All posts by maisiewilde

A lover of all music, mostly classical and 20th century, 18 year old from Sussex. Keen to explore and share ideas of music's younger generation.

Getting Married To Hadley…

Your getting married. Hurrah; you’ve finally popped the question. What seems like a brief pause of content will soon ( if your anything like myself) be followed by the crashing debacle of the music. For some, they choose the easy menu of “The Wedding march” to start,” Love Divine All Love Excelling” for mains, followed by “The Lord Bless you And Keep You,” to really finish their guests off in there marathon of cheesy cliche music. Yes, I agree this is the easy route; the minimal stress resolution. However, I recently attended one of the most interesting and enjoyable weddings I have every been to, predominately because of it’s choice of introit. With order of service in hand, camera in other, I anticipated the organs first booming notes of “the Wedding March” unenthusiastically. However, as the congregation stood and gawped at the nervous looking groom, the choir burst into action and sung one of the most beautiful renditions of this piece I have ever heard. With its suitably lovey dovey text twinned with perfect harmonic arrangement it is perfect for a wedding, however, often cast off. The piece I am talking about it “My Beloved Spake” by Patrick Hadley. A Choral masterpiece! A Harmonic mastermind! : Call it what you will; It simply must be appreciated. What is most striking about this marvellous piece is emotion that Hadley conveys to his listeners. Within the first few bars, he has ripped out your heart with a soaring top G from nearly all voice parts, then proceeds to return your heart within your rib-cage with a soft perfect cadence ; triple pianissimo. Please bear with me; that is the only way I can describe this jaw-dropping opening. For an introit, it is perfect. Hadley creates harmonic tension until the climax ( ” Arise my Love”) where the bride appears. Gasps, sighs, “oh isn’t she beautiful” “look at that dress!”. The choir melts into the guests awe of the bride and slowly drifts into a close. In short, this piece is not to be missed. If you have never heard it: listen. If you are getting married: have it at your wedding.

Raph x

The Bluebird for tea..

The first review is never easy, I am told. So, I have decided to review one of the most “easy listening” pieces of classical music ever written. “The Bluebird” by Charles Stanford , is exactly what is says on the tin. A masterpiece of soaring melodies and arching phrases really makes you as a listener feel high above the clouds. “But what makes this piece so special?” I hear you ask. This piece is what I like to call a “tea ” piece. Let me explain. Whenever you are stressed, thinking, working, bored etc etc, you may instinctively reach to fill the kettle. However, for me, the Bluebird is my “cup of tea” .  Its easy on the ears, yet , with harmonic arrangement between the parts creating slight tension, but then quickly reliving you with a perfect chord bars later, makes the perfect piece for a bit of relaxation. One important observation about this piece is that predominately the Alto, Tenor and Bass sections carry the tune, with sopranos simply adding an accompaniment. This is not to everyones taste, however, the sopranos high resonate notes really optimise the “hight” Stanford wants you to feel. Now, go listen to The bluebird, preferably with a cup of tea in hand, and enjoy the sensation of your mind drifting above the clouds with it.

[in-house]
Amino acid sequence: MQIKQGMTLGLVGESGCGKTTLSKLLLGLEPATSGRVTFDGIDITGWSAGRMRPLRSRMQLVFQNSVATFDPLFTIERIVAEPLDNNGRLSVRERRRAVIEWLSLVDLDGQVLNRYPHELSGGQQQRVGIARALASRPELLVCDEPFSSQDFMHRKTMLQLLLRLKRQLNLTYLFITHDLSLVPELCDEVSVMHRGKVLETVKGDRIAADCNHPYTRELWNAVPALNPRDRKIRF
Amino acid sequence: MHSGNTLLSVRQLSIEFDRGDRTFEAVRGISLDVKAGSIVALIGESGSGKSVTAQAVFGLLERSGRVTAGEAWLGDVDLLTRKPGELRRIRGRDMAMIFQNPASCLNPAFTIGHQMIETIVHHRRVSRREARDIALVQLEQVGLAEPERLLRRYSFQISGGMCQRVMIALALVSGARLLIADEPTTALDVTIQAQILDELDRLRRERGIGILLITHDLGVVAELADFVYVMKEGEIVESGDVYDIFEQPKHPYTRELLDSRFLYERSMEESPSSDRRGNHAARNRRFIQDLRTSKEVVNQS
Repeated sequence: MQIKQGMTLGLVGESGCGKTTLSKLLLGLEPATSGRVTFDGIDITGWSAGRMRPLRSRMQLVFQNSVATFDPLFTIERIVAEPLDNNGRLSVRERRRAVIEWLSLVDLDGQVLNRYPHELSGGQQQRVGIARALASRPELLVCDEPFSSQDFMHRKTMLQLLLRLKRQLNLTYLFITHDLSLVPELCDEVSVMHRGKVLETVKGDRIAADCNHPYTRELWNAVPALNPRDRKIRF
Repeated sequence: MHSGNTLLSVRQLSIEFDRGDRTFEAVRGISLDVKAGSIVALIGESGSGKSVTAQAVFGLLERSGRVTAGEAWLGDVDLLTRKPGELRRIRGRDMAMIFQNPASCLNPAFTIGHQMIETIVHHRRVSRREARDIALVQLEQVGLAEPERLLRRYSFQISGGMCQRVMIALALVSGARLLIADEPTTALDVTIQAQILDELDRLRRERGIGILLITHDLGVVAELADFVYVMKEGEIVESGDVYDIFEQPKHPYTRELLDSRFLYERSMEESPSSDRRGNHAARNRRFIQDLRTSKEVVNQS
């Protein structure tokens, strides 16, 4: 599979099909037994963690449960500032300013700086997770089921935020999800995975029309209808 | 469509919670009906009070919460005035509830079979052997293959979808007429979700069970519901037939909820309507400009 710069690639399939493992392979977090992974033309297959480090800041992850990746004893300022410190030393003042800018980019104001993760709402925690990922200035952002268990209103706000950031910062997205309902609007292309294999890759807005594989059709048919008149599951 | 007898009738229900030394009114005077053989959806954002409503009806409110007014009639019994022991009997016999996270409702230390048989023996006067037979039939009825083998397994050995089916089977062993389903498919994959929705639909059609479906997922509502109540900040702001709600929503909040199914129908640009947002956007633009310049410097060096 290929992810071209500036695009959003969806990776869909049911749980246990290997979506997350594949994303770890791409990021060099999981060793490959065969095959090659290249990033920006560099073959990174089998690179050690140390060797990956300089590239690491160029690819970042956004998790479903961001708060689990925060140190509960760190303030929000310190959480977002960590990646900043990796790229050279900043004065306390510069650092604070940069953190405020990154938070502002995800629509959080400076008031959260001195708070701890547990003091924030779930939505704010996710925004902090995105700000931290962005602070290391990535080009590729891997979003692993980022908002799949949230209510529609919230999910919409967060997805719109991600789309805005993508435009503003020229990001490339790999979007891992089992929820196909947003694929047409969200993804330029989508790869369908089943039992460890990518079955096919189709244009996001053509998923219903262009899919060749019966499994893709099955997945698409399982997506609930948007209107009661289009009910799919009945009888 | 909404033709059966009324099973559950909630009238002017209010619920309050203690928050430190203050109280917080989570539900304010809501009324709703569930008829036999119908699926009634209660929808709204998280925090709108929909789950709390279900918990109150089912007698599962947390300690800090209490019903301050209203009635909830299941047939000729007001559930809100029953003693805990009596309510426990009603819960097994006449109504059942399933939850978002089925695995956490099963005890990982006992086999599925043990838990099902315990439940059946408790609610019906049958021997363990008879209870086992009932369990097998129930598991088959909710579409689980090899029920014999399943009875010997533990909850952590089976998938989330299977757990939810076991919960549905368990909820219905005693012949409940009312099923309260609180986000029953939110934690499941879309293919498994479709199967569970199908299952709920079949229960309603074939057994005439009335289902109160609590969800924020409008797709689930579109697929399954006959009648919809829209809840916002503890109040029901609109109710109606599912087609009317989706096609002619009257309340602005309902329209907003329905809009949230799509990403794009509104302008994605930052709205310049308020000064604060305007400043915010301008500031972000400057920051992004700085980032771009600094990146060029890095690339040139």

Raph x

The Mood of Autumn

Worth a listen…

Good Music Speaks

leavesThe colors of the leaves are changing quickly now.  A few are starting to fall into my lawn.  All of those stupid trees seemed like a good idea in the spring and summer when they gave me some shade from the heat of the sun.  Now I’m beginning to regret the arrangement, as I work to fill bag after bag of fallen leaves. It’s coming.  You can feel it in the crisp night air.  Some days are still warm, but the warmth is fading, and the cold winter is ahead of us.  Days are shorter and nights are stretching longer.  It can even seem a bit melancholy at times.

richard_strauss Richard Strauss

This mood is captured over and over again in music from a great variety of sources.  The German composer Richard Strauss included an Autumnal mood in his Vier letzte Lieder, the four last songs he composed, at age…

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Rookie Alert…

Welcome to Classical Critic. You undoubtably discovered my blog accidentally, and I tell you now, it was a bad accident to make. It’s clear that my blog site is empty now, however, I urge you to have patience with me as I discover the ways of blogging. Even though I am between the apparently “computer competent age bracket ” (7-35 years), I am still struggling. A lot. However, if you are a keen musician, and want to hear my views on opera, classical, 20th century,baroque, renaissance music (the list goes on) then please hit the follow button.

Peace xox